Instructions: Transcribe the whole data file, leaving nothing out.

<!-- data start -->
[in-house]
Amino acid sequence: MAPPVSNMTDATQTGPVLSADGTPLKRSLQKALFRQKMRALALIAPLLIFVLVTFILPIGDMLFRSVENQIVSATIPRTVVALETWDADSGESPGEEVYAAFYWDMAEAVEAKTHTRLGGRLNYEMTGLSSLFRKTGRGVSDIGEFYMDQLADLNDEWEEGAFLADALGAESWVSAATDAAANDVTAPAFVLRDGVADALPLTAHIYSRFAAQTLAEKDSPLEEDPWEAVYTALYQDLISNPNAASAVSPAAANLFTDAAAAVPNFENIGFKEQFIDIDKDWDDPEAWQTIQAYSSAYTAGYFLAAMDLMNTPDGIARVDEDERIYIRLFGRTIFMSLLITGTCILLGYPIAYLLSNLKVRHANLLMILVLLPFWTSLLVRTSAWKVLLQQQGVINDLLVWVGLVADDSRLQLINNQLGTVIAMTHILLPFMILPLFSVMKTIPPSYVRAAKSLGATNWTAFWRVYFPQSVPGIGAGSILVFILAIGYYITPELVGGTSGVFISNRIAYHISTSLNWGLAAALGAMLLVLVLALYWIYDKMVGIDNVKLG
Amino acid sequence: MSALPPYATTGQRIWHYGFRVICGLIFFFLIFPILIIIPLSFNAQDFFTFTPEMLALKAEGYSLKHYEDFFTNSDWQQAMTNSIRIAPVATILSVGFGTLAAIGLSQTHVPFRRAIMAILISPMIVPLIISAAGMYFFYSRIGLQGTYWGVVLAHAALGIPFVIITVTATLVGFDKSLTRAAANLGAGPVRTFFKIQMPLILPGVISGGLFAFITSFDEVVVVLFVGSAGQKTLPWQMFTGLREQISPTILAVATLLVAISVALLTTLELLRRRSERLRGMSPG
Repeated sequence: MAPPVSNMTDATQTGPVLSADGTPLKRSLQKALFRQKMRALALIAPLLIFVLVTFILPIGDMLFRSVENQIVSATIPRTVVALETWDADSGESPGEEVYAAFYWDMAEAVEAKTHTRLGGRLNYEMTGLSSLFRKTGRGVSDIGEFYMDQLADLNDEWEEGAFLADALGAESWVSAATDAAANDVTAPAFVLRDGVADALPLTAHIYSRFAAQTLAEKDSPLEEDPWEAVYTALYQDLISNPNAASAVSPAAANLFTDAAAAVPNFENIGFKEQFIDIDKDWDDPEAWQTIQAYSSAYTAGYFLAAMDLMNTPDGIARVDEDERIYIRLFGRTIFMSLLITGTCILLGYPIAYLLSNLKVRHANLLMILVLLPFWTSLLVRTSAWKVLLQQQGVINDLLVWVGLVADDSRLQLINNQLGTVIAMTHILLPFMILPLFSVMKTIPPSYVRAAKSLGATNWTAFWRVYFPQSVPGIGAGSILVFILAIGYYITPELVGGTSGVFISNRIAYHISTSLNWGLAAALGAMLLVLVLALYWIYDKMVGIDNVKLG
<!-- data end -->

[in-house]
Amino acid sequence: MAPPVSNMTDATQTGPVLSADGTPLKRSLQKALFRQKMRALALIAPLLIFVLVTFILPIGDMLFRSVENQIVSATIPRTVVALETWDADSGESPGEEVYAAFYWDMAEAVEAKTHTRLGGRLNYEMTGLSSLFRKTGRGVSDIGEFYMDQLADLNDEWEEGAFLADALGAESWVSAATDAAANDVTAPAFVLRDGVADALPLTAHIYSRFAAQTLAEKDSPLEEDPWEAVYTALYQDLISNPNAASAVSPAAANLFTDAAAAVPNFENIGFKEQFIDIDKDWDDPEAWQTIQAYSSAYTAGYFLAAMDLMNTPDGIARVDEDERIYIRLFGRTIFMSLLITGTCILLGYPIAYLLSNLKVRHANLLMILVLLPFWTSLLVRTSAWKVLLQQQGVINDLLVWVGLVADDSRLQLINNQLGTVIAMTHILLPFMILPLFSVMKTIPPSYVRAAKSLGATNWTAFWRVYFPQSVPGIGAGSILVFILAIGYYITPELVGGTSGVFISNRIAYHISTSLNWGLAAALGAMLLVLVLALYWIYDKMVGIDNVKLG
Amino acid sequence: MSALPPYATTGQRIWHYGFRVICGLIFFFLIFPILIIIPLSFNAQDFFTFTPEMLALKAEGYSLKHYEDFFTNSDWQQAMTNSIRIAPVATILSVGFGTLAAIGLSQTHVPFRRAIMAILISPMIVPLIISAAGMYFFYSRIGLQGTYWGVVLAHAALGIPFVIITVTATLVGFDKSLTRAAANLGAGPVRTFFKIQMPLILPGVISGGLFAFITSFDEVVVVLFVGSAGQKTLPWQMFTGLREQISPTILAVATLLVAISVALLTTLELLRRRSERLRGMSPG
Repeated sequence: MAPPVSNMTDATQTGPVLSADGTPLKRSLQKALFRQKMRALALIAPLLIFVLVTFILPIGDMLFRSVENQIVSATIPRTVVALETWDADSGESPGEEVYAAFYWDMAEAVEAKTHTRLGGRLNYEMTGLSSLFRKTGRGVSDIGEFYMDQLADLNDEWEEGAFLADALGAESWVSAATDAAANDVTAPAFVLRDGVADALPLTAHIYSRFAAQTLAEKDSPLEEDPWEAVYTALYQDLISNPNAASAVSPAAANLFTDAAAAVPNFENIGFKEQFIDIDKDWDDPEAWQTIQAYSSAYTAGYFLAAMDLMNTPDGIARVDEDERIYIRLFGRTIFMSLLITGTCILLGYPIAYLLSNLKVRHANLLMILVLLPFWTSLLVRTSAWKVLLQQQGVINDLLVWVGLVADDSRLQLINNQLGTVIAMTHILLPFMILPLFSVMKTIPPSYVRAAKSLGATNWTAFWRVYFPQSVPGIGAGSILVFILAIGYYITPELVGGTSGVFISNRIAYHISTSLNWGLAAALGAMLLVLVLALYWIYDKMVGIDNVKLG